Wednesday, September 17, 2014

Farmers Market

Origins Farm's Produce 
Many people think as the leaves start to fall of the trees and the weather starts to get cooler that Farmers market season is over. It turns out this is not true. Fall is the beginning of a whole new season of local food. I live in Richmond Virginia. Fall here is a big deal. As you walk through the farmers market you can see the last of the summer produce: tomatoes, cucumbers and celery and see the first squash and apples on the tables.

Most every Saturday we go to St. Stephens Market in Richmond Virginia. This Saturday not only did we go to the Farmers Market but we brought about 100 recycled egg cartons from all of our friends for the farmers to reuse. We gave these to Faith Farm, a local producer of dairy and meat in Richmond. They responded by telling us that many egg cartons will last about a week. Who knew you could produce so many eggs in a week?

Egg Cartons 
As I continued to talk to Faith Farm the topic of Raw Milk came up. Faith farm only produces Raw Milk because they believe, as many others do as well, that the processing used in factories takes away from the nutritional value of the milk. This is partly true, when the milk is processed all the beneficial and possibly harmful bacteria is killed.  Raw Milk, what they sell,  comes directly from the cow into the bottle. All of the bacteria is still there and there is no extra processing involved. The milk bought in the grocery store is pasteurized, meaning it has been heated to a certain temperature to kill all good and bad bacteria. It is them homogenized meaning that it is mixed so much the the fat particles are broken into even littler particles and mixed in with the milk so it can no longer separate.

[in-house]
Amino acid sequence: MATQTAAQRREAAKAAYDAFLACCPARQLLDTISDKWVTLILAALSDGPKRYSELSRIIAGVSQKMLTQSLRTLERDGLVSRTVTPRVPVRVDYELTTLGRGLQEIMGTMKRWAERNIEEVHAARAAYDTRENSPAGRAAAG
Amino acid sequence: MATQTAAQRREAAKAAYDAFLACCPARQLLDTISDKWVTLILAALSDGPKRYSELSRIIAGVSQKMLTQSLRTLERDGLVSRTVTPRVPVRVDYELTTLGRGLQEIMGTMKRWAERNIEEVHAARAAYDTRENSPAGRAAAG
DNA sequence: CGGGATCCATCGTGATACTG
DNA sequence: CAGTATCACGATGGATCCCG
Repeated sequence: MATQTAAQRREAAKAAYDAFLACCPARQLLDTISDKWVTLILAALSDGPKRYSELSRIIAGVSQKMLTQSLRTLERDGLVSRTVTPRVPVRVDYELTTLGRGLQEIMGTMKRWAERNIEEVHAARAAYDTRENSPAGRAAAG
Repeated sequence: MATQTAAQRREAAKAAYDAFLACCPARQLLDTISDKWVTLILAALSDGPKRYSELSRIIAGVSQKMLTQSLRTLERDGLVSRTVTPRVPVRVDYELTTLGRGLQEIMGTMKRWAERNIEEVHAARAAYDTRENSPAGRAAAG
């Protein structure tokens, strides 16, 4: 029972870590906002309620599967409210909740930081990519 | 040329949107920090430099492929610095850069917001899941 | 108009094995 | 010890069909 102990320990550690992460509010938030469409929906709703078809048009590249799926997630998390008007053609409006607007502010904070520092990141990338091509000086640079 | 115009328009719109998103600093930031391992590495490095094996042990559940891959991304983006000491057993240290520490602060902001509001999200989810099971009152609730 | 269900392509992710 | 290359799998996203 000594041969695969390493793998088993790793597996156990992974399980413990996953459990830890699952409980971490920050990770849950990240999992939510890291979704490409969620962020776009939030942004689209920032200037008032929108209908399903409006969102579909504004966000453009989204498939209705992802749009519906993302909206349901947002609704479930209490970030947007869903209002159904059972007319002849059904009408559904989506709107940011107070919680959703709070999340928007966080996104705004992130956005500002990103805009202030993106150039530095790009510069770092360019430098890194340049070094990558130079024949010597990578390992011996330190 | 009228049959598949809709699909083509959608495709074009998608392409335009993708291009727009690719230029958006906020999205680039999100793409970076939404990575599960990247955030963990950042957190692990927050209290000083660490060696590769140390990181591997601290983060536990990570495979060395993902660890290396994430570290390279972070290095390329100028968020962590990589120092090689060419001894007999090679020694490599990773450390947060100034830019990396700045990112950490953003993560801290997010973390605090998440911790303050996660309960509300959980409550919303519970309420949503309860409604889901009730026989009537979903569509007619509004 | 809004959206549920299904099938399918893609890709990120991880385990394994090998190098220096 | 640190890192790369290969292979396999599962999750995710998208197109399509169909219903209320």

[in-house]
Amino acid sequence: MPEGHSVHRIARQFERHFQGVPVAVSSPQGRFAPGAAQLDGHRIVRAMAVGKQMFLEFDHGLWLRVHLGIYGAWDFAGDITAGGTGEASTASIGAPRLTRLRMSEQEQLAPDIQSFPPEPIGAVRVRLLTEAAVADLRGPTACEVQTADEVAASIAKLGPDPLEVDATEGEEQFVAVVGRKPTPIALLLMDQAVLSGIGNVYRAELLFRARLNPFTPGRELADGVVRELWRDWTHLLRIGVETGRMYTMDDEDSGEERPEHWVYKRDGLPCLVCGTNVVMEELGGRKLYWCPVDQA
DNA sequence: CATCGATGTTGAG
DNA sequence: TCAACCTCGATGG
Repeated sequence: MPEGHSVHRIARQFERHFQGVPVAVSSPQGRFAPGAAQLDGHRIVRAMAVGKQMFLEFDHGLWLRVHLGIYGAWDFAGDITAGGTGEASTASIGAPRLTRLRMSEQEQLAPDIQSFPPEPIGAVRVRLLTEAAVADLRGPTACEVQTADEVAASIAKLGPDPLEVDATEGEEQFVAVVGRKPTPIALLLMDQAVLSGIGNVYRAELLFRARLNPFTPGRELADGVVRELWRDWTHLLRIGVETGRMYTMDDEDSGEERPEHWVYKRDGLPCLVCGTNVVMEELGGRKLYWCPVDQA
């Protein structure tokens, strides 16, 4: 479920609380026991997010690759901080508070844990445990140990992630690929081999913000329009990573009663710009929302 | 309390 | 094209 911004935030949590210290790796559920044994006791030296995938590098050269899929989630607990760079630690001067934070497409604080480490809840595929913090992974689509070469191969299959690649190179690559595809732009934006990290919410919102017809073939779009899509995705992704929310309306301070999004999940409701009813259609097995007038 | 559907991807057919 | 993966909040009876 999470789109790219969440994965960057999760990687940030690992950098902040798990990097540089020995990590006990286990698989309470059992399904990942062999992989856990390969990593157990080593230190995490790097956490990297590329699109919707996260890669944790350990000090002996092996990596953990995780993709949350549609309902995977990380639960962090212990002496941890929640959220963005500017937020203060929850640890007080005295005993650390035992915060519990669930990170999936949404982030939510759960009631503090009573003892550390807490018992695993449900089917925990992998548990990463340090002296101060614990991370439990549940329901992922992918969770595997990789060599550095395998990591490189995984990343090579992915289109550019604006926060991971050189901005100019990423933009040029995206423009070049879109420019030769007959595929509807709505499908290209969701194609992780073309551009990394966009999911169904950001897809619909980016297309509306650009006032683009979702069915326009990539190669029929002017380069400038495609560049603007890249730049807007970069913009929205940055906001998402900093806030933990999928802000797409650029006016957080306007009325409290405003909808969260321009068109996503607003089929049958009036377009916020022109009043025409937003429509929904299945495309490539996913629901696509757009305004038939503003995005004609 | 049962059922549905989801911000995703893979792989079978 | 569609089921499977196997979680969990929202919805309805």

Reading this you may think, why would any one not buy Raw Milk? The major reason is that some of the bacteria in raw milk may be harmful and cause anything from  mild sickness to very rarely death. This is a big controversy today; it is worth taking the risk? Obviously the people at Faith Farms think so. I was (and still am) a little hesitant, partly because I am a naturally worried person, but I was really impressed with their knowledge and confidence in the milk and I decided I wanted to try some. Much to my surprise, that would be illegal. It turns out buying and selling raw milk is illegal in Virginia. Therefore in order to buy Milk you must own a portion of the cow. They sell shares equal to 1/20 of a cow and then bring the milk to the owners of the cow each week. I was very intrigued by this but I knew with the 10 dollars cash in my wallet buying a cow was not an option. I took their business card and they told me if I emailed I might be able to go visit their farm soon. I hope that this can work out, I would love to see everything in action, after all they do way more than just make milk. They produce meat, pasta, honey and many other dairy products.